Even if we’re to completely put aside the fact that Roland makes some of the finest guitar gear, their GR-55 is absolutely astonishing. This is a big synth pedal which features over 900 tones onboard, 3 sound banks (a great deal of them are user customizable), and three sound styles.

Though it does have a big footprint, this pedal also has phrase loop and tuner features onboard, and its tremendous audio quality makes it perfect for both live performanced and studio work. The only downside is that it costs quite a bit.

Pros:

  • Nearly a thousand voices onboard
  • Three sound banks and three sound styles
  • V-link integration
  • Big LCD screen
  • Superb audio quality

Cons:

  • Expensive
  • Has a big footprint

Eventide H9 Harmonizer

Click to compare prices: Amazon | Musician’s Friend | zZounds

Eventide’s H9 is a big, highly versatile guitar effect pedal that can help you achieve some of the most unique synth sounds possible. It packs nine effects onboard and some 99 presets that could help you build a base upon which you’ll play later on.

There’s a huge variety of additional effects, including delays, reverbs, as well as other unique combo effects. True bypass switch is also onboard, and the pedal is generally very easy to use and navigate, even by beginners. Fine tuning might be a little harder than you initially thought, though.

Pros:

  • Very versatile
  • Unique sounds
  • 99 presets plus various other spatial effects
  • Awesome audio quality

Cons:

  • Effects difficult to fine tune and customize
  • Pricey

Electro Harmonix Superego Synth Engine Pedal

Click to compare prices: Amazon | Musician’s Friend | zZounds

The SuperEgo Synth engine is an absolute must if you’re looking for the most exquisite synth sounds. It sports a plethora of unique features, such as the auto-mode, controllable glissando, FX loop, latch mode, and such.

There are only four control knobs, including speed, gliss, dry, and effect (from left to right), and a 3-way effect switch (latch/off/auto). Generally, this pedal is remarkably easy to use and it offers so much to a player who demands quality and versatility.

Pros:

  • Intuitive design
  • Very easy to use
  • Substantial versatility
  • Great audio quality

Cons:

  • Pricey
  • No built-in modes (not exactly perfect for beginners)

TC Electronic Sub ‘N’ Up Octaver

Click to compare prices: Amazon | Musician’s Friend | zZounds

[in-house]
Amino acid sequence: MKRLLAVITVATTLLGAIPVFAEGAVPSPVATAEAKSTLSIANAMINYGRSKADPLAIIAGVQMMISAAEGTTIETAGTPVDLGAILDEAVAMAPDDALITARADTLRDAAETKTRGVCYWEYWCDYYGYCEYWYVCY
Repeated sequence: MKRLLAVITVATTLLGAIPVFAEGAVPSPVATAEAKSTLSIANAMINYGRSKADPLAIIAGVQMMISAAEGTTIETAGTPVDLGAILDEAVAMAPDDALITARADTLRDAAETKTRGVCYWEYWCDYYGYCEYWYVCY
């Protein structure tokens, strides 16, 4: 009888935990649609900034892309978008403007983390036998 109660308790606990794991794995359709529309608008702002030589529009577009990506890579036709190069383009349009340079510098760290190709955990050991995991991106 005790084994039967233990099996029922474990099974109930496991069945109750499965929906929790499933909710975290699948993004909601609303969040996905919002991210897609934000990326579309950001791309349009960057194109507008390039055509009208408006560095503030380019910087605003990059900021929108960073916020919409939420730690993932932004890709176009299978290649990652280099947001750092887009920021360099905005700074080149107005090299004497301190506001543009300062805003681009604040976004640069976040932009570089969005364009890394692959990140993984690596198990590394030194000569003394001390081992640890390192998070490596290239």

Octavers are some of the finest sub-types of synth pedals, and TC Electronic’s made Sub’N’Up so easy to use that even people who’ve just picked up an axe can play around with it.

There are two ‘sub’ knobs, one ‘up’ knob, and a dry signal volume control knob, as well as a 3-way switch (poly, toneprint, and classic) onboard. Even without the ‘modes’, you’ll still be able to achieve superb polyphonic  octaves and simulate synth-like sounds with it. Try bypass is also included, but it’s not the most versatile of pedals in general.

Pros:

  • Great audio quality
  • Surprisingly easy to use
  • True Bypass
  • Several modes, including poly, toneprint, and classic

Cons:

  • Moderately versatile

Joyo JF-12 Voodoo Octava

Click to compare prices: Amazon

If you’re on a budget and are looking for a decent synth guitar pedal, Joyo’s JF-12 might just be what you’re after.

This is basically a fuzz pedal which features elements of an octaver onboard. Tone and volume control knobs follow ‘fuzz’ and 2-way mode switch, and even though you can’t go ‘down’ an octave or two, you can go up. This is definitely not a versatile pedal, but it’s among the cheapest, yet high-quality synth pedals you can find on the market.

Pros:

  • Superb audio quality for the buc
  • Combines fuzz and octaver effects
  • True Bypass
  • Exceptionally easy to use

Cons:

  • Low versatility

Earthquaker Devices Bit Commander

Click to compare prices: Amazon | Musician’s Friend | zZounds

Here we have another great pedal by Earthquaker Devices – the Bit Commander. Essentially, this is a monophonic guitar synthesizer which features 4 vintage square-wave synth tones, a small yet very durable housing, and a plain, straightforward interface.

Substracting or adding octaves is all too easy, especially if we compare it to our previous pick (Data Corruptor) – instead of having numerous controls spread out across different sections, there are only six control knobs which follow a logical pattern – level (volume), followed by filter, base, sub (substract octaves), down & up.

There’s also a true-bypass switch which you can use to cut out every other pedal in your chain should the situation demand it.

Pros:

  • Very easy to use
  • Superb tone
  • True bypass
  • Small footprint

Cons:

  • Not exactly as versatile
  • Pricey

Conclusion

There are all kinds of synth guitar effect pedals which only makes the process of finding the best for you more interesting. We’ve made sure to include pedals which feature elements of various other types of guitar pedals in hopes that you’ll use them to find exquisite, unique synth sounds. We hope that you’ve liked our selection and wish you all the luck in finding one that suits your needs.